While it may feel like Brexit is controlling everything within the financial markets at the moment, when it comes to property there are many other, more localised factors that can affect house prices. Richard Stovold from Seymours Estate Agents in Guildford lists a few he has experienced over time.
Transport links arehigh up on the list for a number of buyers, particularly for those working in the city or who regularly need to travel abroad, and so a property in an area that has good access to motorway networks and rail stations will be more desirable and likely to hold its value than one that doesn’t. Properties in towns on new rail routes (such as Crossrail) are very likely to see an increase in value. However, you don't want to get too close – bus stops outside front doors aren’t seen as particularly desirable.
Paying a premium for a property near to a good school has become an expected part of the house buying process. These days, most outstanding state primary schools are oversubscribed, so it’s no surprise that parents will pay up to £52,000* more to live in a successful admission area.
Food Glorious Food
Research conducted in conjunction with the Financial Times, which compared the house price growth of properties within a 5km radius of Michelin-starred restaurants outside the capital against their wider local authorities, found that prices increased above the national average. However, the research found that a top eatery wasn’t the only reason for the price rise – access to good farmers markets and farm shops selling good local produce (often the reason top chefs choose to open in particular areas) also added to the desirability.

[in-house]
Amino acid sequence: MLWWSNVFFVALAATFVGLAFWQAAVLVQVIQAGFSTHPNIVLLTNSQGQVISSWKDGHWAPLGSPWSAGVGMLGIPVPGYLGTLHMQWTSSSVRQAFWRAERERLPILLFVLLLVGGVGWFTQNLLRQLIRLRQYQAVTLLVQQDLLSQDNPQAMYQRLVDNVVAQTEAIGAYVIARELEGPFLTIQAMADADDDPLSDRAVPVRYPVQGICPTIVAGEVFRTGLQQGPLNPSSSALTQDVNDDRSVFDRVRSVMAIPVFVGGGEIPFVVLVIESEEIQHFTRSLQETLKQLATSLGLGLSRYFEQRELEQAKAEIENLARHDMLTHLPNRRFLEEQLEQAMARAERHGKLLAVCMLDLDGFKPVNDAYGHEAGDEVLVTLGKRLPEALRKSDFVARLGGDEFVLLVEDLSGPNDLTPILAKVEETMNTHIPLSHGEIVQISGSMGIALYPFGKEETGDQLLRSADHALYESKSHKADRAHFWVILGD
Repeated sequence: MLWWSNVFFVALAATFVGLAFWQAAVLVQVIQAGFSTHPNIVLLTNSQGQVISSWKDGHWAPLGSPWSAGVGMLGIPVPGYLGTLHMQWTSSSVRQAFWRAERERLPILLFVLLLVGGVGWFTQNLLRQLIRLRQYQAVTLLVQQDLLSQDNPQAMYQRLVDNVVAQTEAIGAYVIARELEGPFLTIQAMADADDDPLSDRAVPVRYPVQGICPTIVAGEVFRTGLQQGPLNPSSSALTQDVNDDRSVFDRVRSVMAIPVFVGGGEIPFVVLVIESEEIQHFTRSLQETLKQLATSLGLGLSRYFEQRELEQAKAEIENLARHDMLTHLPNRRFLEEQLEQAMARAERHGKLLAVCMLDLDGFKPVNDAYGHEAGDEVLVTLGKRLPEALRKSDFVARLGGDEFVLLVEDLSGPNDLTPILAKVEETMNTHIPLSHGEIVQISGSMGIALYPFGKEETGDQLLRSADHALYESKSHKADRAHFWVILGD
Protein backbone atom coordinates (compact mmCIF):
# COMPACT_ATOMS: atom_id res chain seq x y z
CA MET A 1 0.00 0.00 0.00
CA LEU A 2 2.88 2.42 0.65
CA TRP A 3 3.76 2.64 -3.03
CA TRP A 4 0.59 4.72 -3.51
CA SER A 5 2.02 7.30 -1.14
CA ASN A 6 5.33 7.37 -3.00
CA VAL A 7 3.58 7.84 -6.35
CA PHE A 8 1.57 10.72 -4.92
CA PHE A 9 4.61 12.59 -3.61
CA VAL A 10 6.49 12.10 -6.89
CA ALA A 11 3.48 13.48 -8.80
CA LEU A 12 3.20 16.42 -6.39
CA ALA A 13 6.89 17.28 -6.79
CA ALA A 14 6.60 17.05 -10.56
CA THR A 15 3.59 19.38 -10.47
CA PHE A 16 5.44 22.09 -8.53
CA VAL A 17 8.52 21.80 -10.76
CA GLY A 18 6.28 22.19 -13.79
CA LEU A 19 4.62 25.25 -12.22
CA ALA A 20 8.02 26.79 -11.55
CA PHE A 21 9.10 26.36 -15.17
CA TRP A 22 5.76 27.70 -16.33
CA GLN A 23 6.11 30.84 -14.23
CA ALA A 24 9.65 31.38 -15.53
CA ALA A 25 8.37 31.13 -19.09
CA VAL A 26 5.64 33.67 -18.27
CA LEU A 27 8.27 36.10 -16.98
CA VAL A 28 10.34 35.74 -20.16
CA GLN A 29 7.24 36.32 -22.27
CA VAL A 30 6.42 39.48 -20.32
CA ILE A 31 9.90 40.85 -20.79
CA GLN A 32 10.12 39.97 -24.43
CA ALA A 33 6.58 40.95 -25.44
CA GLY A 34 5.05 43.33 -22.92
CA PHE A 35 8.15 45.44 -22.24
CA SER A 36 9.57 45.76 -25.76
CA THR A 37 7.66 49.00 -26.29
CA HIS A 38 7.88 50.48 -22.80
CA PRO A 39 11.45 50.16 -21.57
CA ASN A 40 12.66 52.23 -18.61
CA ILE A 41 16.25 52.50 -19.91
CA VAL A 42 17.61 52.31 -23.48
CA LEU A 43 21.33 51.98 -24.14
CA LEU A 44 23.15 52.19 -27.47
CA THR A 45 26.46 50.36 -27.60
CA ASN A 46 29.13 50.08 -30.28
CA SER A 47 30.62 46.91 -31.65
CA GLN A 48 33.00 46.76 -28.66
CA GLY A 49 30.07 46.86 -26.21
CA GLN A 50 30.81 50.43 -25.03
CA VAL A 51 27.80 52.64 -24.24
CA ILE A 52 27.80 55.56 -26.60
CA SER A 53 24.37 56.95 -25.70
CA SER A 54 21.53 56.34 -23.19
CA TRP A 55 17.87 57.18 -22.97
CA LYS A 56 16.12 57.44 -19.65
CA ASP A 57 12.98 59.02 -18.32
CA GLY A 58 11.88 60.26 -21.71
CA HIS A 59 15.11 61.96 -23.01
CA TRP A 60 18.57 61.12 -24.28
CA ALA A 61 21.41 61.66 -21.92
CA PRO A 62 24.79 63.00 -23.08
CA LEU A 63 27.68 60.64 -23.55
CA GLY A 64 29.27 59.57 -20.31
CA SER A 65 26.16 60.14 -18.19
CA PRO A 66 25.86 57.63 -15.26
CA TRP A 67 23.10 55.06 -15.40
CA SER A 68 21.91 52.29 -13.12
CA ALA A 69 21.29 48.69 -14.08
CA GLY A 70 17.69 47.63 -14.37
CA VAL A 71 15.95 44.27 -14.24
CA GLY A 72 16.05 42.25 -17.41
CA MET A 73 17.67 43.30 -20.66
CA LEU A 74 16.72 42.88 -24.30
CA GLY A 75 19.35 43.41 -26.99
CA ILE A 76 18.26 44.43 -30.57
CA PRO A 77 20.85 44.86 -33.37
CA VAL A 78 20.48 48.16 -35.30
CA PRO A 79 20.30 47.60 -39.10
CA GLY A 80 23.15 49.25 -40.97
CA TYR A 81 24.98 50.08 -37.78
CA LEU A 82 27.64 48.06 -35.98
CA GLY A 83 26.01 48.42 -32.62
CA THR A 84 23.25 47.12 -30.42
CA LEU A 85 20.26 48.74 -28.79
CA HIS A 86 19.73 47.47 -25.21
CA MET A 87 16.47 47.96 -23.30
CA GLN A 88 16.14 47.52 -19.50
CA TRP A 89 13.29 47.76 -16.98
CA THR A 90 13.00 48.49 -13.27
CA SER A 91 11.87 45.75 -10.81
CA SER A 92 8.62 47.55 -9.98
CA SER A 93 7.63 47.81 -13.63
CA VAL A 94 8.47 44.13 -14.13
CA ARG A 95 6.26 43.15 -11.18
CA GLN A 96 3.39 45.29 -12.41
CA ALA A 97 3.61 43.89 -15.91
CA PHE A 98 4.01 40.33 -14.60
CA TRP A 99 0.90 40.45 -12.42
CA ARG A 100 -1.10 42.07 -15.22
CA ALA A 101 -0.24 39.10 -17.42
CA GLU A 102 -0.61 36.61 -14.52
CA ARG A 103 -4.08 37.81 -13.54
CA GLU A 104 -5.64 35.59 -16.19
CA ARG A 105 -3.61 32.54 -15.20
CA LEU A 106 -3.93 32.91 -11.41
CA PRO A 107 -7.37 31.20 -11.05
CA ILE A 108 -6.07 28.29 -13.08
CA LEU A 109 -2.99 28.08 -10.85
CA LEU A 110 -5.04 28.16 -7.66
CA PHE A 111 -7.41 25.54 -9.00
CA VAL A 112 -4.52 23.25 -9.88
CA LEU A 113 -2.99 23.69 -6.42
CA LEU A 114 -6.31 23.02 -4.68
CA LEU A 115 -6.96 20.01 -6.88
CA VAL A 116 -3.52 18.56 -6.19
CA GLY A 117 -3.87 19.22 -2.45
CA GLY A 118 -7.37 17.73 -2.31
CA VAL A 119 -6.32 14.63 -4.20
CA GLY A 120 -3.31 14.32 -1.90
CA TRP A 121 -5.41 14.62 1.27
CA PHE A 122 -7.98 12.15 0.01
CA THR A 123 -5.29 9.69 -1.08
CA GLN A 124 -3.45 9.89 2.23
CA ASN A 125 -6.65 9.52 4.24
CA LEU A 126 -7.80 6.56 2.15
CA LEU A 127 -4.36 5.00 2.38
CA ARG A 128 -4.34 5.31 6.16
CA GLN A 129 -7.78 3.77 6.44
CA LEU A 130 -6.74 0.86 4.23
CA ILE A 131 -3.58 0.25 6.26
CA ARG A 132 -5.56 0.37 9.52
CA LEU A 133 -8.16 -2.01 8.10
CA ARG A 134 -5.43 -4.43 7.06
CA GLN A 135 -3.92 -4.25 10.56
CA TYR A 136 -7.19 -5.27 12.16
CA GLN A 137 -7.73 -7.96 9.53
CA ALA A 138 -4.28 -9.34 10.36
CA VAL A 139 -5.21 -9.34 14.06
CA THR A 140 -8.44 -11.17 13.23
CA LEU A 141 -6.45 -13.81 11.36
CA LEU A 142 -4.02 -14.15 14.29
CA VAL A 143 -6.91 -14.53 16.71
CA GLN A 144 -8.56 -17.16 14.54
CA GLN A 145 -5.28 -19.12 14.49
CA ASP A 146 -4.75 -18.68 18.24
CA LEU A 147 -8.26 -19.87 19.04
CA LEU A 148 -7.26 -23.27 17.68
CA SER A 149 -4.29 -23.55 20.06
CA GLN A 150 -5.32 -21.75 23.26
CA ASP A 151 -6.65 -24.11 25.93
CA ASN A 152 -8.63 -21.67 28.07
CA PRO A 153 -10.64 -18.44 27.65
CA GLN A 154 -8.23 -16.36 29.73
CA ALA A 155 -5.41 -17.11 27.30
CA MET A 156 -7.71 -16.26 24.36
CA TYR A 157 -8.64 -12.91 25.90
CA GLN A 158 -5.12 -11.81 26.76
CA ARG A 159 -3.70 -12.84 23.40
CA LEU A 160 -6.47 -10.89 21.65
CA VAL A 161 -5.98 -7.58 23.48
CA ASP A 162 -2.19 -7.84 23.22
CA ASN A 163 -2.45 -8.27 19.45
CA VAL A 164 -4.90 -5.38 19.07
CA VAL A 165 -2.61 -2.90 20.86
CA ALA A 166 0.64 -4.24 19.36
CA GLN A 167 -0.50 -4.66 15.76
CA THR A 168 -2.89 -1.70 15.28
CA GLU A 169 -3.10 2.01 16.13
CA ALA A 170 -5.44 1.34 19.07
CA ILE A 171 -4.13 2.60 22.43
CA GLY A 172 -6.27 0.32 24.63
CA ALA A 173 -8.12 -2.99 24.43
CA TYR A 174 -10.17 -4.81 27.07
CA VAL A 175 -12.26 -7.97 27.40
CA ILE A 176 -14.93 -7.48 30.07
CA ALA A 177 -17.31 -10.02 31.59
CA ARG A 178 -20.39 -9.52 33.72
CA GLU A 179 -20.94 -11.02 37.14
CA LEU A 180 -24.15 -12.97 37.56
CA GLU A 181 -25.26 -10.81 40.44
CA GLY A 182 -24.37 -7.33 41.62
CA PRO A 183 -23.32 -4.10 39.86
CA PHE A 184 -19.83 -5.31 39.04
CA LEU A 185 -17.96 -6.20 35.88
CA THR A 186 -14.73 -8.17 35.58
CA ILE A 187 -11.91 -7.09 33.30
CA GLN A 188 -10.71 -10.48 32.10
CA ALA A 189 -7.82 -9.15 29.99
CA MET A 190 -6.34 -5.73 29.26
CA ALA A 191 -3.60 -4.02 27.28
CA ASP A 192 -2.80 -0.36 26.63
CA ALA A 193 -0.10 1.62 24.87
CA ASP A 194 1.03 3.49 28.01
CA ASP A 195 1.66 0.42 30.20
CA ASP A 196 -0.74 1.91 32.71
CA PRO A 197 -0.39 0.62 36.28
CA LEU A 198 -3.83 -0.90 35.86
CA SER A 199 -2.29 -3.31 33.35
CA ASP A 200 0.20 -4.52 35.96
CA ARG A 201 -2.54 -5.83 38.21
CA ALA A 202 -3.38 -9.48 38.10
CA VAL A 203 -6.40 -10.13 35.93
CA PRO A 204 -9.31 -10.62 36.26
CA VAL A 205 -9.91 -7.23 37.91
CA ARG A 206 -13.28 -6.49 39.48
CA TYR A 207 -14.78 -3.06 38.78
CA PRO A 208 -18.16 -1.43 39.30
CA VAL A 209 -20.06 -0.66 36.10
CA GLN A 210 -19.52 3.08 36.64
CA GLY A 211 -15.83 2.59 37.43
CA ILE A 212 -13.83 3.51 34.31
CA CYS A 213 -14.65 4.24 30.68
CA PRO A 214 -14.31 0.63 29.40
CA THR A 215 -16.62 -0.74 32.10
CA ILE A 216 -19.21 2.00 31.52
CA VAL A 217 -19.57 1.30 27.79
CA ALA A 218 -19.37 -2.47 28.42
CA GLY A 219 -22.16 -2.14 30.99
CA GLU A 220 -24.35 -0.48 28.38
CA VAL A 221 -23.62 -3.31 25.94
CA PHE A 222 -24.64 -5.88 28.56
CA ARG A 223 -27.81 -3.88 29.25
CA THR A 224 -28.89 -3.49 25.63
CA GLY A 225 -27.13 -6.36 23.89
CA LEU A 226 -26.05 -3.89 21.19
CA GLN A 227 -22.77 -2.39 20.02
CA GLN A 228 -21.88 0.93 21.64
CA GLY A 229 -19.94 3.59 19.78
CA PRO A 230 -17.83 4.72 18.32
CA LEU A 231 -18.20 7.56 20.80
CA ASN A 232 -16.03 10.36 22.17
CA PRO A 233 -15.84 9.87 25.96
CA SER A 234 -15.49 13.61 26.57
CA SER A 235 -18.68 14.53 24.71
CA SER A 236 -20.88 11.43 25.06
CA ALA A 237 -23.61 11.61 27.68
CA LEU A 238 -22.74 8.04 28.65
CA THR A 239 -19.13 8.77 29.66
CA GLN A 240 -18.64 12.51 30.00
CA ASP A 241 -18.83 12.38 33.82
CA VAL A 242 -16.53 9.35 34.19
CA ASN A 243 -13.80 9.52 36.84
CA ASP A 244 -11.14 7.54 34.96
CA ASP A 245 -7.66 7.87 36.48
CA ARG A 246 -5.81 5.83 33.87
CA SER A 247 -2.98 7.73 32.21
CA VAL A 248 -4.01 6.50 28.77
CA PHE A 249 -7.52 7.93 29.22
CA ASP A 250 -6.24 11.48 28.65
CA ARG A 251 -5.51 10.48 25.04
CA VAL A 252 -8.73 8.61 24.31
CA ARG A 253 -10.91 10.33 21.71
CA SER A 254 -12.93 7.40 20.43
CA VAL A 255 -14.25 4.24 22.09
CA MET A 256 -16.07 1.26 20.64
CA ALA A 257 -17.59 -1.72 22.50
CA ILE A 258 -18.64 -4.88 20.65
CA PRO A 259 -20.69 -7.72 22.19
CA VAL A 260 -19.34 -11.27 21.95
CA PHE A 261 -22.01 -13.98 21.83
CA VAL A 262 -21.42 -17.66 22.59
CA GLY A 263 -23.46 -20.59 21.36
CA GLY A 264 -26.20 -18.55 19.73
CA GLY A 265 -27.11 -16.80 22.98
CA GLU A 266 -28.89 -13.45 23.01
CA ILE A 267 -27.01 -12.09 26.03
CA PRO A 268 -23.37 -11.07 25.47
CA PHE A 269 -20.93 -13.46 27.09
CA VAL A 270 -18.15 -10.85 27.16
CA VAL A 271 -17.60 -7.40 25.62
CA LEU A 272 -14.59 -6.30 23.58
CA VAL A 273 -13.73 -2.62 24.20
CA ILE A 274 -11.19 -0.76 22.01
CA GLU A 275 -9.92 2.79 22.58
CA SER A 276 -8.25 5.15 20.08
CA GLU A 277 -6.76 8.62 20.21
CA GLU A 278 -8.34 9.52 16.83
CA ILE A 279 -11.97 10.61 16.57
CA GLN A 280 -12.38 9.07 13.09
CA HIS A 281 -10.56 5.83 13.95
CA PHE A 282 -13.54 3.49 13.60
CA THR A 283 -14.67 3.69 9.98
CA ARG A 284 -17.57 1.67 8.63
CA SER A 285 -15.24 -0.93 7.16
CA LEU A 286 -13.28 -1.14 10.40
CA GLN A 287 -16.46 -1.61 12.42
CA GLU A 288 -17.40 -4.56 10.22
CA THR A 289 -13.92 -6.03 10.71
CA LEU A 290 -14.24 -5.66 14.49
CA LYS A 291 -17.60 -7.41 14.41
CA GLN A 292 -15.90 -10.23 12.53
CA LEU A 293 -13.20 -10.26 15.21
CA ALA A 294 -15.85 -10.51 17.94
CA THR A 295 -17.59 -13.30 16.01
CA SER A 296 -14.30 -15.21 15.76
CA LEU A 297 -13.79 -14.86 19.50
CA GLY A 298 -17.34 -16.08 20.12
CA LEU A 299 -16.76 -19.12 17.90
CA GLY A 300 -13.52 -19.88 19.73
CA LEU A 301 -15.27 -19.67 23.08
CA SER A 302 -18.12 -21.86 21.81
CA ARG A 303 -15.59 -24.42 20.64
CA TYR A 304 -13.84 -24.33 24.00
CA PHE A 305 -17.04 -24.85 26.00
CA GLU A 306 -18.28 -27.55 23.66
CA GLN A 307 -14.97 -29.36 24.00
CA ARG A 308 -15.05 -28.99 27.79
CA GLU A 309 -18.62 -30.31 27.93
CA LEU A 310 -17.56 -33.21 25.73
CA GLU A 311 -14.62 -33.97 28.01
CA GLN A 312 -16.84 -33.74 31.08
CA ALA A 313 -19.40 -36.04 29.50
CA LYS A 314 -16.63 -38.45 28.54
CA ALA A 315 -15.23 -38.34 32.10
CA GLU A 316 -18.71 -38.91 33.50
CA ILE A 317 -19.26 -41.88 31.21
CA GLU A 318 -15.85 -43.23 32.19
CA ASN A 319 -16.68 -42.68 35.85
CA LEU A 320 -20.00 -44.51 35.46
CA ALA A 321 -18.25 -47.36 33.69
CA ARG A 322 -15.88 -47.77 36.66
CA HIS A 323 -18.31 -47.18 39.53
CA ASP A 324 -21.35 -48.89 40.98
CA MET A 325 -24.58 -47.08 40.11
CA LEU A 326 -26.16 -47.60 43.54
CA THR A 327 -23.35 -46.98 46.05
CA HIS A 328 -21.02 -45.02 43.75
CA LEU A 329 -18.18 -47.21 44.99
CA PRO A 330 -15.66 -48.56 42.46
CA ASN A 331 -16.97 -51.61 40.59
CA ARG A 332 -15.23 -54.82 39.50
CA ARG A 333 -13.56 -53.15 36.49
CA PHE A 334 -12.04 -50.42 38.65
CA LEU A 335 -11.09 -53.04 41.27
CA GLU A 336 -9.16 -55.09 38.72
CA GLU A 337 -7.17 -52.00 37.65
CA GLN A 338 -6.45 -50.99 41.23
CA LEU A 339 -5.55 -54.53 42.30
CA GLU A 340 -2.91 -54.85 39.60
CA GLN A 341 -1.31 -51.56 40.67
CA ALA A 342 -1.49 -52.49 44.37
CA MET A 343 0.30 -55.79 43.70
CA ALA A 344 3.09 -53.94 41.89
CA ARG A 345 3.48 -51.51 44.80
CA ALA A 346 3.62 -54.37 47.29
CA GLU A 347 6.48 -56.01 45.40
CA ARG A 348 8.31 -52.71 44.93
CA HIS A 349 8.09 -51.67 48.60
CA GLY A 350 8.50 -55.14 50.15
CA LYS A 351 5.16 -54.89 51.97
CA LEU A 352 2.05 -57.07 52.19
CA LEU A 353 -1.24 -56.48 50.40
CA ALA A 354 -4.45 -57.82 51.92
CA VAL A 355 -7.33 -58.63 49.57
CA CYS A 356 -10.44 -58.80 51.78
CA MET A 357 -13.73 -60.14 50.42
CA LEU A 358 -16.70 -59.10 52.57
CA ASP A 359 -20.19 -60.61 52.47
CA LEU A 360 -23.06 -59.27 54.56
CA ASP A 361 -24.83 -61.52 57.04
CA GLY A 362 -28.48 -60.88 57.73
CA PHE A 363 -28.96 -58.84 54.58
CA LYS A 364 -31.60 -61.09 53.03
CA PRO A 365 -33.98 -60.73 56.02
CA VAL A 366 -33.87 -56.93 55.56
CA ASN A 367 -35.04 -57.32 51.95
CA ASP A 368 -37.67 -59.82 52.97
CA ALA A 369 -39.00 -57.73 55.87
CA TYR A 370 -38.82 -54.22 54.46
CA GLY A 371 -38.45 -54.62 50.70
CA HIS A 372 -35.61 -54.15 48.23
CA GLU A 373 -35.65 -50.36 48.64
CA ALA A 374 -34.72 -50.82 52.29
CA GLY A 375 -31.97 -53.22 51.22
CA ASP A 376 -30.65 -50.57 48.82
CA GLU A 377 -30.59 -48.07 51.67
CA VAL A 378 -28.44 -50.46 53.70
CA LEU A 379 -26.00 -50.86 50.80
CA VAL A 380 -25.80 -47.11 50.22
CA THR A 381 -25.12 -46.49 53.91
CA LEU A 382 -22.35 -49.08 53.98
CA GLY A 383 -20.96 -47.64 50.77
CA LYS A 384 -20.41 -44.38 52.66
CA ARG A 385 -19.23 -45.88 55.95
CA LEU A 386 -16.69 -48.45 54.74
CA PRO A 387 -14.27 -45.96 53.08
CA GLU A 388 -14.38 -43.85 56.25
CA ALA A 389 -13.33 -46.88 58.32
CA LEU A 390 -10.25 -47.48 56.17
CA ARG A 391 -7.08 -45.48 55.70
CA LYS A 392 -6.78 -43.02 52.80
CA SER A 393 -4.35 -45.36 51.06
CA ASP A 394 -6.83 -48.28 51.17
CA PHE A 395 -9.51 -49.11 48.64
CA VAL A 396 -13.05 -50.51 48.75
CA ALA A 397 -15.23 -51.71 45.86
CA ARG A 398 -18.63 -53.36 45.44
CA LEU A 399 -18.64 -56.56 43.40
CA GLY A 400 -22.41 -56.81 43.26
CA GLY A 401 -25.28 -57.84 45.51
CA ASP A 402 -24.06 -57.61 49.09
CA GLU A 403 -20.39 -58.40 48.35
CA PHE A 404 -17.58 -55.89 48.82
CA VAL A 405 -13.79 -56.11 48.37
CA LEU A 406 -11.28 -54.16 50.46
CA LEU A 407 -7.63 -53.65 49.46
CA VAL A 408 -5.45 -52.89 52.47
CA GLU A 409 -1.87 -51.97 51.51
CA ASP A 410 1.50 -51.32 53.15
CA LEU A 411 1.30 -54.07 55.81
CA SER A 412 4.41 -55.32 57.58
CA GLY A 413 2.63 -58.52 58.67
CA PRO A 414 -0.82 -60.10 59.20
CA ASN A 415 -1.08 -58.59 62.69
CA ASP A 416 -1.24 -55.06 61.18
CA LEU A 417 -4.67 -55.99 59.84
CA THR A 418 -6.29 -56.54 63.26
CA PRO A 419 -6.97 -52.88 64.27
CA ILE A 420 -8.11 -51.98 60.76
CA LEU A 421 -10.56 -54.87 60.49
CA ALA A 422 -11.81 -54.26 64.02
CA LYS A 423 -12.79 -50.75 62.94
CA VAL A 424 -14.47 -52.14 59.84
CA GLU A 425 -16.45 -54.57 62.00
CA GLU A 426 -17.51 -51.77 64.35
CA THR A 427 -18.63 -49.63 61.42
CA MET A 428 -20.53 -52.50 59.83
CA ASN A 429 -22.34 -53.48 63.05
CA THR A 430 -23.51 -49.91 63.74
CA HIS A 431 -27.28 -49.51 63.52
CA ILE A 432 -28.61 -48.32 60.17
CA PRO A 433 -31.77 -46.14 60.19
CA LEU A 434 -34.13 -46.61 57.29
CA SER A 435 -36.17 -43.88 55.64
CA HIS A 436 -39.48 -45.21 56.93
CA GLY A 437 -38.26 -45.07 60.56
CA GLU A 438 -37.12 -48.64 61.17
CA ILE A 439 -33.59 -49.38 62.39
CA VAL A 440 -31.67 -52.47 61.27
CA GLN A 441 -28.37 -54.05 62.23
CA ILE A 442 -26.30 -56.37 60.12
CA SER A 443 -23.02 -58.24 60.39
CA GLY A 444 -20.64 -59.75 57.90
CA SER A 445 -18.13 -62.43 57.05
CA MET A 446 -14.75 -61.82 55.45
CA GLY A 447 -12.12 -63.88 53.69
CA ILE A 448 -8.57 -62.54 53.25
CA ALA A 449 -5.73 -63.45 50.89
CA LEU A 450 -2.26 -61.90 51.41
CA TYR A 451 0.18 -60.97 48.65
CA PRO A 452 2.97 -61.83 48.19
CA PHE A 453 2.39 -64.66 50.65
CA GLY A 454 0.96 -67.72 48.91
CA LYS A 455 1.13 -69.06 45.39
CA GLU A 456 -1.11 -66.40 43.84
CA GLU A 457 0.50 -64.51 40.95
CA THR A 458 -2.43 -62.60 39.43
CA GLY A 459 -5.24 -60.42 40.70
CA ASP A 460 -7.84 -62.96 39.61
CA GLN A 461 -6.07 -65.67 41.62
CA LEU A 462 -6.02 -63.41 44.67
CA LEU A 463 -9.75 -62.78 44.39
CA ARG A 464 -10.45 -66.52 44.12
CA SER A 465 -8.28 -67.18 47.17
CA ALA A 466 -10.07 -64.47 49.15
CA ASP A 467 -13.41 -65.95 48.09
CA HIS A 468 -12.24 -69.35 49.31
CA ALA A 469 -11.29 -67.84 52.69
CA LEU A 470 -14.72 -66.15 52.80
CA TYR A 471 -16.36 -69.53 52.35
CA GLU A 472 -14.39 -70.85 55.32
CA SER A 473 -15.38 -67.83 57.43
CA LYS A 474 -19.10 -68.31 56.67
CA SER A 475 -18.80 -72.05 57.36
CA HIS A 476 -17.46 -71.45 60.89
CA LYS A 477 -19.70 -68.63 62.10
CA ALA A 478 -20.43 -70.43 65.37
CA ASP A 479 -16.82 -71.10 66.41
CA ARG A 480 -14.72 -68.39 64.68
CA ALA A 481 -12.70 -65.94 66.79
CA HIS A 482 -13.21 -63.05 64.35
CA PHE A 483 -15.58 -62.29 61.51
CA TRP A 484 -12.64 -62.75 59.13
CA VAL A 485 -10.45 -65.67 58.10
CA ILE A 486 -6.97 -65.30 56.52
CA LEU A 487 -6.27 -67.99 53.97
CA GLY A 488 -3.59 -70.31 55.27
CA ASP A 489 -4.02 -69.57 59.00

A Decent Local
You might not think that living close to a pub could up the price of your property but in the same way that the Waitrose effect has had an impact on house prices (last year research by Lloyds Bank suggested an high-end supermarket could add 12 percent or £40,000 to the average property), a lovely local pub with craft ale and a delectable, locally-sourced menu is also a major plus.
In crowded town centers, the ability to park right outside your own home will give your property instant appeal: property expert Phil Spencer estimates that a parking space could add as much as £50,000 in an expensive urban location. Figures like that make it well worth converting the front garden if you can; you might need planning permission first though so make sure you check with the local authority before starting any work.
*According to date from Rightmove